It did no good for either man. Bert lost –-whether or not he was robbed didn’t matter. Moore would have only one more fight in 1950 because no one wanted to risk their record. And the title shot he was promised? It was nothing more than the promise of a politician. The fine print of the agreement said that Maxim and his manager had to agree to terms –-and it took time coming to terms with losing the title.
It took three years. At Christmastime 1952, Archie Moore finally fought for the championship of the world. He was 36 years old. Fate bought him a bus ticket out of Murderers’ Row and escorted him into the company of kings.
By then, the career of Bert Lytell had tanked.
Did Bert Lytell retire? Nope. A mysterious offer is made that he can’t refuse, and he refuses anyway –with severe consequences. Read all about it in PART 7 OF “THE BEAST OF STILLMAN’S GYM.”
The graphic is from the Toledo Blade, 1/30/50.
Irving Cohen’s bet in Berkshire Evening Eagle 10/17,18/46; 4/21/47. Dick Friendlich’s “Boxing Briefs” in San Francisco Chronicle undated. New York Herald-Tribune 4/7,8/47; The Stars and Stripes, 12/16/48. LaMotta cancellations, AP 9/9/47 and New York Times 11/22/47. Cerdan Kansas City Times 12/14/48. LaMotta makes a deal in Raging Bull pp. 159-164, 169. Passenger manifest, Pan American Airways, Inc. 11/2/1948. Allen S. Rosenfeld’s memories at Stillman’s in Charley Burley: The Life and Hard Times of an Uncrowned Champion, p. 500. Lytell-Amos in Dayton Daily News 8/19/49. LaMotta-Fox in The Berkshire Evening Eagle, 11/22/1947. Chasing Ezzard Charles in Times-Picayune 4/5/46. Sparring a heavyweight in San Francisco Examiner 1/19/48; Bert willing to fight Cerdan for free and Mills, AP, 12/15/48. Oakland Billy Smith in Berkeley Daily Gazette, 4/10/45, Red Smith’s “Views of Sports,” 9/15/52, AP 1/4, 5/51 and UP 1/4/51. Ezzard Charles at fight in AP 2/27/48; Moore-Lytell I, The Sun 7/14,15,16/47; Moore-Lytell II, Toledo Blade 1/29,31/50, 2/1/50, The Stars and Stripes, 2/5/1950.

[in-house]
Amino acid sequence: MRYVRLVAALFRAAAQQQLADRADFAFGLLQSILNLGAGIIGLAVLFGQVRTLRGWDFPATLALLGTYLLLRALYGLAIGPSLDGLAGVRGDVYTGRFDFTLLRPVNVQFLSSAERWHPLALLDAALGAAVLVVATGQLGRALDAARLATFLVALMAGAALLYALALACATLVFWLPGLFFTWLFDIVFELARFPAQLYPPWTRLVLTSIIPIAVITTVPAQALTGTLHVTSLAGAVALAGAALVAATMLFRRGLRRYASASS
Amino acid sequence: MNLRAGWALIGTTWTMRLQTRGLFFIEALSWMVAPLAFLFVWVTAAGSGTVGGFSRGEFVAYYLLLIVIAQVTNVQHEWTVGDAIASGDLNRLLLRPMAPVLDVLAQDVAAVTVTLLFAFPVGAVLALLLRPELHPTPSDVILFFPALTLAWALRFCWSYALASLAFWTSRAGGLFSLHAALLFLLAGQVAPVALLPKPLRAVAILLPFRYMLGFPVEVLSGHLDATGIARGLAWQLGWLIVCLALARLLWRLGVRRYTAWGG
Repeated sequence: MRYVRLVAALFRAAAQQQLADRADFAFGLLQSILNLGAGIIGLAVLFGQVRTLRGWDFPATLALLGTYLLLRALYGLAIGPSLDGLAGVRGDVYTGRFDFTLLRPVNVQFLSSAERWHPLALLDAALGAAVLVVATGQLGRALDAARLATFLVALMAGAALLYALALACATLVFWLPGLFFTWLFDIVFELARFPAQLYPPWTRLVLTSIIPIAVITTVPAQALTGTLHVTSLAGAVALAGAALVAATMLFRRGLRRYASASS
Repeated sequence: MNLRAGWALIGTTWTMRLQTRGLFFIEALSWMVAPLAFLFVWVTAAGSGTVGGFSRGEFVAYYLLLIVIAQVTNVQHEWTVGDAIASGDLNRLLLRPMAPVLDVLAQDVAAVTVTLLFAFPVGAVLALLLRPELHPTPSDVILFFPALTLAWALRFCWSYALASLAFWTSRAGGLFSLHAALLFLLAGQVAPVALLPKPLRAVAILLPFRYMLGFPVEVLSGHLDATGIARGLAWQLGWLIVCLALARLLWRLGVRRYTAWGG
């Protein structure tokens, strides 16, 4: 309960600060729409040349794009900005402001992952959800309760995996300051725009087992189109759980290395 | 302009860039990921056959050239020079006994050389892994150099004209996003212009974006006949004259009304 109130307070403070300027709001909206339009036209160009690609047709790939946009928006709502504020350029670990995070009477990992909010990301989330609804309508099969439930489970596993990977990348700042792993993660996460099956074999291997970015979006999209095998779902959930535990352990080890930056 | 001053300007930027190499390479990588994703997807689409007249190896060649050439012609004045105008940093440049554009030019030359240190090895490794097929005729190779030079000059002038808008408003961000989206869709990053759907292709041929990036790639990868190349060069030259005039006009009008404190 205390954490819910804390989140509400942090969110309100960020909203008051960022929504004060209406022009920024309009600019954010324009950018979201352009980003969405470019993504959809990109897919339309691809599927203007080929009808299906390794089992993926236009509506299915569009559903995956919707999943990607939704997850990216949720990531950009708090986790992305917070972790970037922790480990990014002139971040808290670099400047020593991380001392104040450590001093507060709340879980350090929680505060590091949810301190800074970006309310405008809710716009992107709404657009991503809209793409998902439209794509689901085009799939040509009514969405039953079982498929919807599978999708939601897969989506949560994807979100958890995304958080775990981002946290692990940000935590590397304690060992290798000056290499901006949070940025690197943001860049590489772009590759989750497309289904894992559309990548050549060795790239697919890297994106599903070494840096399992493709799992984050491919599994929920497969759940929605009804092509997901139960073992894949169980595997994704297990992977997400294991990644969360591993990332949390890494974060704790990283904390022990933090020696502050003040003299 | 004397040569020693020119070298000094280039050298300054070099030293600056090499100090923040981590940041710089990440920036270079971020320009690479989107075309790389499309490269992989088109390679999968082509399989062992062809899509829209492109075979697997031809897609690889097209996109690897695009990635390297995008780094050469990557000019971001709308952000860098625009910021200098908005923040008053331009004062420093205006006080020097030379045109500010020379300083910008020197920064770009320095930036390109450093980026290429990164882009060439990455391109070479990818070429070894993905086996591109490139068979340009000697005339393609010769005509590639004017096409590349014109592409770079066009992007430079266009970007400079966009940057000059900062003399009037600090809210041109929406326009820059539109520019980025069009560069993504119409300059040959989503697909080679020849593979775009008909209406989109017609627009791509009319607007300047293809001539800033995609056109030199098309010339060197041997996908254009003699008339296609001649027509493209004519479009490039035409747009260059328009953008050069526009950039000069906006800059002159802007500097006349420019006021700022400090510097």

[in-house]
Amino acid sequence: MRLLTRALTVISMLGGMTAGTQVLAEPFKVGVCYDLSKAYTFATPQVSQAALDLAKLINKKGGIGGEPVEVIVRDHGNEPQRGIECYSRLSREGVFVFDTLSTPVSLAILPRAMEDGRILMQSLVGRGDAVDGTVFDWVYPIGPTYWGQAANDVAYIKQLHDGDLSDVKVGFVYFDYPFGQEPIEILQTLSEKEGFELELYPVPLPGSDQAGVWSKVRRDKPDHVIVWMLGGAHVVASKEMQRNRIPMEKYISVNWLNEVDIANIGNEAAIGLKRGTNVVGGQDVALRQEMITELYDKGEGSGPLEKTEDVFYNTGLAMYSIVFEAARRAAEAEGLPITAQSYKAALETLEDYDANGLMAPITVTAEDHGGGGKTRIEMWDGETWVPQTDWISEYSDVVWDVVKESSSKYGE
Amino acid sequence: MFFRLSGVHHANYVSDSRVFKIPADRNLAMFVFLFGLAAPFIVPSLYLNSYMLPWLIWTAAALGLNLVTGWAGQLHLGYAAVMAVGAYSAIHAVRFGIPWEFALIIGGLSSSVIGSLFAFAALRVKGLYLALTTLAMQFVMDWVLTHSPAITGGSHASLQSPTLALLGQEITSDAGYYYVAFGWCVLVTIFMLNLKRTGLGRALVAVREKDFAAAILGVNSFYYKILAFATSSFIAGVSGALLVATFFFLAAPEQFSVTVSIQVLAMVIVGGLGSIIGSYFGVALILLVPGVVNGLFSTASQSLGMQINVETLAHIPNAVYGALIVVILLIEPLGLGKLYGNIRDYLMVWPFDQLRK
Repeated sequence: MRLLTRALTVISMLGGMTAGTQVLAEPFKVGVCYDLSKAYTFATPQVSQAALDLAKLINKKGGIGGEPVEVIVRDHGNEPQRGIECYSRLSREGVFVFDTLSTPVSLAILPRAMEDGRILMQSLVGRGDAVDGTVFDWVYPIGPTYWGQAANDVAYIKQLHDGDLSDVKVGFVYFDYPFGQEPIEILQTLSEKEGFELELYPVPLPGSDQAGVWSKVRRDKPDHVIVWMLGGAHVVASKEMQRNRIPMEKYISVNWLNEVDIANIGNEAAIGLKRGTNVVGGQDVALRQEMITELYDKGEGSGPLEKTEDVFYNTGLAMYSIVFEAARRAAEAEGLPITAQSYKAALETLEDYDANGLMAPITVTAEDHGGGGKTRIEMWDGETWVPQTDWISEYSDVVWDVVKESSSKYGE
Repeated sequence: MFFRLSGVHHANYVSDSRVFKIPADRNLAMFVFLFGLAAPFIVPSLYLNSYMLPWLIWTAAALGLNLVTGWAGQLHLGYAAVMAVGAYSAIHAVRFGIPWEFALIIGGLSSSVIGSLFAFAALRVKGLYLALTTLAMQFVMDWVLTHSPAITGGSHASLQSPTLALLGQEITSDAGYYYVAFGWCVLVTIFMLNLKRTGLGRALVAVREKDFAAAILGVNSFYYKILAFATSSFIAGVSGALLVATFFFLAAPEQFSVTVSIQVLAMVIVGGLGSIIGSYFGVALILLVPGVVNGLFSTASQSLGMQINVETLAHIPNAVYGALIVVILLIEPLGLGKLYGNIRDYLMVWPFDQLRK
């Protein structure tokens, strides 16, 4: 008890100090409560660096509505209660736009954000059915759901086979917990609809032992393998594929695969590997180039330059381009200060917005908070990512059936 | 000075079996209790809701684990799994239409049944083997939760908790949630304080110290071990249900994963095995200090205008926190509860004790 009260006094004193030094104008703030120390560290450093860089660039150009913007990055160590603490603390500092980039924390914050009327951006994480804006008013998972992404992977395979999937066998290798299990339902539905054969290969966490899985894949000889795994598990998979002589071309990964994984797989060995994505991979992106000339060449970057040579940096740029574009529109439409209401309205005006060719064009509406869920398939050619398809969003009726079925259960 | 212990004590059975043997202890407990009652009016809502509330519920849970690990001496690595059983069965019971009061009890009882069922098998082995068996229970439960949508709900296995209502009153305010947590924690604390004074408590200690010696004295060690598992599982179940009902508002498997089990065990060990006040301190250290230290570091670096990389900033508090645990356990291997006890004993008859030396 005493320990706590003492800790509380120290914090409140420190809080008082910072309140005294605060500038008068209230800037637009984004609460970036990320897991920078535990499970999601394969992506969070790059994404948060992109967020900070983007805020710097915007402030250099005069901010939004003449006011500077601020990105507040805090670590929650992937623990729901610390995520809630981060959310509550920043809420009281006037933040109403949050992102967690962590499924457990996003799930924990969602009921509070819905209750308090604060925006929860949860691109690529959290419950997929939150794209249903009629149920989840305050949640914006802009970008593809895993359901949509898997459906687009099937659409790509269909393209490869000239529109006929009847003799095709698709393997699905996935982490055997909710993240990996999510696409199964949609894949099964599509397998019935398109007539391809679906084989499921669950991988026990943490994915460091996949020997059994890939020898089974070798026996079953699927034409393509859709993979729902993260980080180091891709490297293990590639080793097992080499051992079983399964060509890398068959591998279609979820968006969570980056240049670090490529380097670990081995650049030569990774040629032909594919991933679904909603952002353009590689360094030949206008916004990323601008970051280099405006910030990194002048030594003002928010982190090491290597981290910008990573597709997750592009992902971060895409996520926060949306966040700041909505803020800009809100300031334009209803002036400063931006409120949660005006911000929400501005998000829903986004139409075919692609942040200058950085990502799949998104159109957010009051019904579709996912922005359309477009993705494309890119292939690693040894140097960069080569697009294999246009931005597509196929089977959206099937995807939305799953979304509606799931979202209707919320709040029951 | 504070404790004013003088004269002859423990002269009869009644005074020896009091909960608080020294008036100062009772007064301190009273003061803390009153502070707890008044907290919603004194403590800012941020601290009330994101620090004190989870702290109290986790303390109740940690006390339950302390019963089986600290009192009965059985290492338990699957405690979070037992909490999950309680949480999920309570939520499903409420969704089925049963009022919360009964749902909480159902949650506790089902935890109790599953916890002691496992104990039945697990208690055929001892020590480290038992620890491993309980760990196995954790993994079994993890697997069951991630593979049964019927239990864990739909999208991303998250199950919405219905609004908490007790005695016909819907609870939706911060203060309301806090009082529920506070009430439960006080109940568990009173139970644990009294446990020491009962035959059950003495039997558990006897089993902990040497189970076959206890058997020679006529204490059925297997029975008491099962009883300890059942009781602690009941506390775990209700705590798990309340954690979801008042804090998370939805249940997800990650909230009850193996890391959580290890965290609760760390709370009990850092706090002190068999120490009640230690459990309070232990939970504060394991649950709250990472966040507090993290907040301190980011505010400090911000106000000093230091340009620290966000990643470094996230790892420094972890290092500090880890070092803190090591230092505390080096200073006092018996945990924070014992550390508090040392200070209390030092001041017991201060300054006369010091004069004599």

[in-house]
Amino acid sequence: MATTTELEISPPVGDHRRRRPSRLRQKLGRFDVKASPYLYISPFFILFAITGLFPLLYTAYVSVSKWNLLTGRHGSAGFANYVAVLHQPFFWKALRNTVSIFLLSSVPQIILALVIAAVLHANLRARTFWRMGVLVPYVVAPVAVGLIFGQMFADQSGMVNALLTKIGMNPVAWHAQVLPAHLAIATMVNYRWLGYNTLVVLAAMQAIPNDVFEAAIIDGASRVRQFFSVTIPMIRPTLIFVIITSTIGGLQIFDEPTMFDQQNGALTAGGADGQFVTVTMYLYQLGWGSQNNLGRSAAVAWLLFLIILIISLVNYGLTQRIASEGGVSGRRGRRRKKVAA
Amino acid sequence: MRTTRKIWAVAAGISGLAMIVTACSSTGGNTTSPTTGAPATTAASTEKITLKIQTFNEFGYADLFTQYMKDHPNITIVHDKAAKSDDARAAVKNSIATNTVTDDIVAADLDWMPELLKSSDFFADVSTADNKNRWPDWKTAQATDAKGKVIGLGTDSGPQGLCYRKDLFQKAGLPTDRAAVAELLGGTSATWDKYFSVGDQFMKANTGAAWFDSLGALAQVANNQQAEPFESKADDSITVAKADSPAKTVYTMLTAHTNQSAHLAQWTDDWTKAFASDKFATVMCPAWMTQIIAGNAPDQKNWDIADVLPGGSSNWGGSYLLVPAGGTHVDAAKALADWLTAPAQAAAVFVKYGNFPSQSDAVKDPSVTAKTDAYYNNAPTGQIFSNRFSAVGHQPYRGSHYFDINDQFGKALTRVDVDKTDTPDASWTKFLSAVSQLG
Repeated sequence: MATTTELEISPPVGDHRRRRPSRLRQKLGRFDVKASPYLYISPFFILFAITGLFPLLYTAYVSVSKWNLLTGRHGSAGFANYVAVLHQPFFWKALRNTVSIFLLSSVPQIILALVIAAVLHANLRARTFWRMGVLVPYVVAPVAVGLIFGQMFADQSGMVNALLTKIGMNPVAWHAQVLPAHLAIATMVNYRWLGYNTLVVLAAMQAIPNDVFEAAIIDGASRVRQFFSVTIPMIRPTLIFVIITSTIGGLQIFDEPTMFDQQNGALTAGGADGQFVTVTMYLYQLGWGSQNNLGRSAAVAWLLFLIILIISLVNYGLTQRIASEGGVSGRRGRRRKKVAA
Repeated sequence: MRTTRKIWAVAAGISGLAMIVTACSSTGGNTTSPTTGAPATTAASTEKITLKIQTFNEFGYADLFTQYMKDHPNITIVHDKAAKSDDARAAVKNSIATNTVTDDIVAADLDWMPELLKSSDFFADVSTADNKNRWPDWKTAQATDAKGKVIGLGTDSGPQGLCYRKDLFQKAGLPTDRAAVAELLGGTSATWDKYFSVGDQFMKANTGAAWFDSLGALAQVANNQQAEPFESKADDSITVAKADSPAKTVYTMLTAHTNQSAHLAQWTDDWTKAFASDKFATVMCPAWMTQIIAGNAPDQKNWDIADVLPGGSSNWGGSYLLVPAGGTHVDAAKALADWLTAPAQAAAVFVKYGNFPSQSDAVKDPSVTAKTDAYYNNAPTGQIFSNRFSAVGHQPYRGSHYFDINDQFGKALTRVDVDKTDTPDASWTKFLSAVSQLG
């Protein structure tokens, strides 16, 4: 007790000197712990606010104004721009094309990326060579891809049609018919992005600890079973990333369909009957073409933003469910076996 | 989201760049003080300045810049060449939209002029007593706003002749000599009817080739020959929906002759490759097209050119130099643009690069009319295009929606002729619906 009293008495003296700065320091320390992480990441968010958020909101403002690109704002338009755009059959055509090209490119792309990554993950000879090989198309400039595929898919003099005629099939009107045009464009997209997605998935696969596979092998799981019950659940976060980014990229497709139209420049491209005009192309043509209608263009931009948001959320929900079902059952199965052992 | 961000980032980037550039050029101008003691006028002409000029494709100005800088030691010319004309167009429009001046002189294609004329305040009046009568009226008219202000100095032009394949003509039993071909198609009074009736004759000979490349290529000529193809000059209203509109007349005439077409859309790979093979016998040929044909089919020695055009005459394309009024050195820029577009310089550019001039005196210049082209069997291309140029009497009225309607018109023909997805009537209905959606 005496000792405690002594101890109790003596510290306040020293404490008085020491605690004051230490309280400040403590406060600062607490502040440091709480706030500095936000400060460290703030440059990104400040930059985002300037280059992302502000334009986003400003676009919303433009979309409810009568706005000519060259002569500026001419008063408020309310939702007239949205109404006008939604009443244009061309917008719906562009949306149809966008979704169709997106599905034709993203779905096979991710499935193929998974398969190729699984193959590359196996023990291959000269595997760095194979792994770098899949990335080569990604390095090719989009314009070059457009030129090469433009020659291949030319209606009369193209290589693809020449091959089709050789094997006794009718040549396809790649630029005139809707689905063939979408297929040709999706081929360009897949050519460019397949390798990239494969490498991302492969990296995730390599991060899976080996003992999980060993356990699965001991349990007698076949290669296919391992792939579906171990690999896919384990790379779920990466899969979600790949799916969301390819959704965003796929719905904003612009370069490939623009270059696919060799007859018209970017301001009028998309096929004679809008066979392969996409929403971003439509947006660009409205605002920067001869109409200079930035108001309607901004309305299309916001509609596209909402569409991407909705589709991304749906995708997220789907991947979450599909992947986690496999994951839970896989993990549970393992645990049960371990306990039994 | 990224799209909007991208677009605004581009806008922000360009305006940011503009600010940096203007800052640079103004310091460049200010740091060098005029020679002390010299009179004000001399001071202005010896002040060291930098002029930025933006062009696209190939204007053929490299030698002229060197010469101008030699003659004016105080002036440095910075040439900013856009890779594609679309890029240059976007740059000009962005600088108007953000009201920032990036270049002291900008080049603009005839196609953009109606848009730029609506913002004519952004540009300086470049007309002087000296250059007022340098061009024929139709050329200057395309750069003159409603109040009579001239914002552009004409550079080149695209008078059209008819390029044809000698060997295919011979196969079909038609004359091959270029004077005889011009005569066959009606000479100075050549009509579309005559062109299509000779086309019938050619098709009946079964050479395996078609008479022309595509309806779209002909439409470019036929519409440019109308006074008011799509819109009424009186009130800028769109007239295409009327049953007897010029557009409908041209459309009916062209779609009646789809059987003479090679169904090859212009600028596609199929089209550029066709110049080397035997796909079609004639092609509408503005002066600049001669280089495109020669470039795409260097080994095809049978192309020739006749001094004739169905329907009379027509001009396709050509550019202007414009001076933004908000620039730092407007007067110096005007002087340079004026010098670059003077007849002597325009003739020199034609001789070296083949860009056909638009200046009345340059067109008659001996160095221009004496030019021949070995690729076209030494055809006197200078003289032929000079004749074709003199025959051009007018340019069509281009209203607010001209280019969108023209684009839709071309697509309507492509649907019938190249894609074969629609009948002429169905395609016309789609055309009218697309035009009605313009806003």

Springs Toledo can be contacted at email@example.com">firstname.lastname@example.org.